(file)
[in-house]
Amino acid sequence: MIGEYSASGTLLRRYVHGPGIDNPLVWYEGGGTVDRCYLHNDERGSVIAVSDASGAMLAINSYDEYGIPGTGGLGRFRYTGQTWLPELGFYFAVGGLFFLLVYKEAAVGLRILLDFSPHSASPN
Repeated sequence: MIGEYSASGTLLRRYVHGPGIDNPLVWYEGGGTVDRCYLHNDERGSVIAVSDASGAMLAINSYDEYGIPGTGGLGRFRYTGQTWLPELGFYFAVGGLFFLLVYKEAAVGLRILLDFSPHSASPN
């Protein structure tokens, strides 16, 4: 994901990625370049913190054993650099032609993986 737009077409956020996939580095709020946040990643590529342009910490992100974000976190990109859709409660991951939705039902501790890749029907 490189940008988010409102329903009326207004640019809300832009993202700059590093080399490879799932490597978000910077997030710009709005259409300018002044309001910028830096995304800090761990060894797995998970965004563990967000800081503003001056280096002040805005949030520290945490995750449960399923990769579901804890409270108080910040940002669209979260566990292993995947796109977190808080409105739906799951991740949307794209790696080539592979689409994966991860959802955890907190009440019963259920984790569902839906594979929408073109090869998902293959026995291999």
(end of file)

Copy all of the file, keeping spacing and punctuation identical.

[in-house]
Amino acid sequence: MIGEYSASGTLLRRYVHGPGIDNPLVWYEGGGTVDRCYLHNDERGSVIAVSDASGAMLAINSYDEYGIPGTGGLGRFRYTGQTWLPELGFYFAVGGLFFLLVYKEAAVGLRILLDFSPHSASPN
Repeated sequence: MIGEYSASGTLLRRYVHGPGIDNPLVWYEGGGTVDRCYLHNDERGSVIAVSDASGAMLAINSYDEYGIPGTGGLGRFRYTGQTWLPELGFYFAVGGLFFLLVYKEAAVGLRILLDFSPHSASPN
């Protein structure tokens, strides 16, 4: 994901990625370049913190054993650099032609993986 737009077409956020996939580095709020946040990643590529342009910490992100974000976190990109859709409660991951939705039902501790890749029907 490189940008988010409102329903009326207004640019809300832009993202700059590093080399490879799932490597978000910077997030710009709005259409300018002044309001910028830096995304800090761990060894797995998970965004563990967000800081503003001056280096002040805005949030520290945490995750449960399923990769579901804890409270108080910040940002669209979260566990292993995947796109977190808080409105739906799951991740949307794209790696080539592979689409994966991860959802955890907190009440019963259920984790569902839906594979929408073109090869998902293959026995291999």